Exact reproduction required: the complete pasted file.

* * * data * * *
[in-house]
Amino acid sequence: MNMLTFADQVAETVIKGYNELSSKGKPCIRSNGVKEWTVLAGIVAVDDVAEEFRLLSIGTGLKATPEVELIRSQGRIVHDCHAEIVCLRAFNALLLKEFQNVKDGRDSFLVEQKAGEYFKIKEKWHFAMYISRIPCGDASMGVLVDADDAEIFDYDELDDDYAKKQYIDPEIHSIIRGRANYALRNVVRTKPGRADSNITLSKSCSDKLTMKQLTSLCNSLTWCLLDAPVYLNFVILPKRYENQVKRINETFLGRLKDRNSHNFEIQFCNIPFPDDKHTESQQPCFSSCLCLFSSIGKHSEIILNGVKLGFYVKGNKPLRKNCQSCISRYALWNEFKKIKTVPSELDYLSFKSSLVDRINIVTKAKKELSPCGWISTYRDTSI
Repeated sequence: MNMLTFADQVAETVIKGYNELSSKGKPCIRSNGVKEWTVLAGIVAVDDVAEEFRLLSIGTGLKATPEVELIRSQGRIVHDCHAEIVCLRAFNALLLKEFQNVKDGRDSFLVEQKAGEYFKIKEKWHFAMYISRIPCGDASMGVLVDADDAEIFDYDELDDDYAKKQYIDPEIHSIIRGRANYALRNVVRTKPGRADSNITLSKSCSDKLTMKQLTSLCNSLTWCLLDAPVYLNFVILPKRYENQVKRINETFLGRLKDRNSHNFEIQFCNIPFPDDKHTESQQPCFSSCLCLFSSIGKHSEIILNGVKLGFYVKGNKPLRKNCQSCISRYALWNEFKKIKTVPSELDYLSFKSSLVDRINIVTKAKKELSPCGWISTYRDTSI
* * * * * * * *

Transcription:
[in-house]
Amino acid sequence: MNMLTFADQVAETVIKGYNELSSKGKPCIRSNGVKEWTVLAGIVAVDDVAEEFRLLSIGTGLKATPEVELIRSQGRIVHDCHAEIVCLRAFNALLLKEFQNVKDGRDSFLVEQKAGEYFKIKEKWHFAMYISRIPCGDASMGVLVDADDAEIFDYDELDDDYAKKQYIDPEIHSIIRGRANYALRNVVRTKPGRADSNITLSKSCSDKLTMKQLTSLCNSLTWCLLDAPVYLNFVILPKRYENQVKRINETFLGRLKDRNSHNFEIQFCNIPFPDDKHTESQQPCFSSCLCLFSSIGKHSEIILNGVKLGFYVKGNKPLRKNCQSCISRYALWNEFKKIKTVPSELDYLSFKSSLVDRINIVTKAKKELSPCGWISTYRDTSI
Repeated sequence: MNMLTFADQVAETVIKGYNELSSKGKPCIRSNGVKEWTVLAGIVAVDDVAEEFRLLSIGTGLKATPEVELIRSQGRIVHDCHAEIVCLRAFNALLLKEFQNVKDGRDSFLVEQKAGEYFKIKEKWHFAMYISRIPCGDASMGVLVDADDAEIFDYDELDDDYAKKQYIDPEIHSIIRGRANYALRNVVRTKPGRADSNITLSKSCSDKLTMKQLTSLCNSLTWCLLDAPVYLNFVILPKRYENQVKRINETFLGRLKDRNSHNFEIQFCNIPFPDDKHTESQQPCFSSCLCLFSSIGKHSEIILNGVKLGFYVKGNKPLRKNCQSCISRYALWNEFKKIKTVPSELDYLSFKSSLVDRINIVTKAKKELSPCGWISTYRDTSI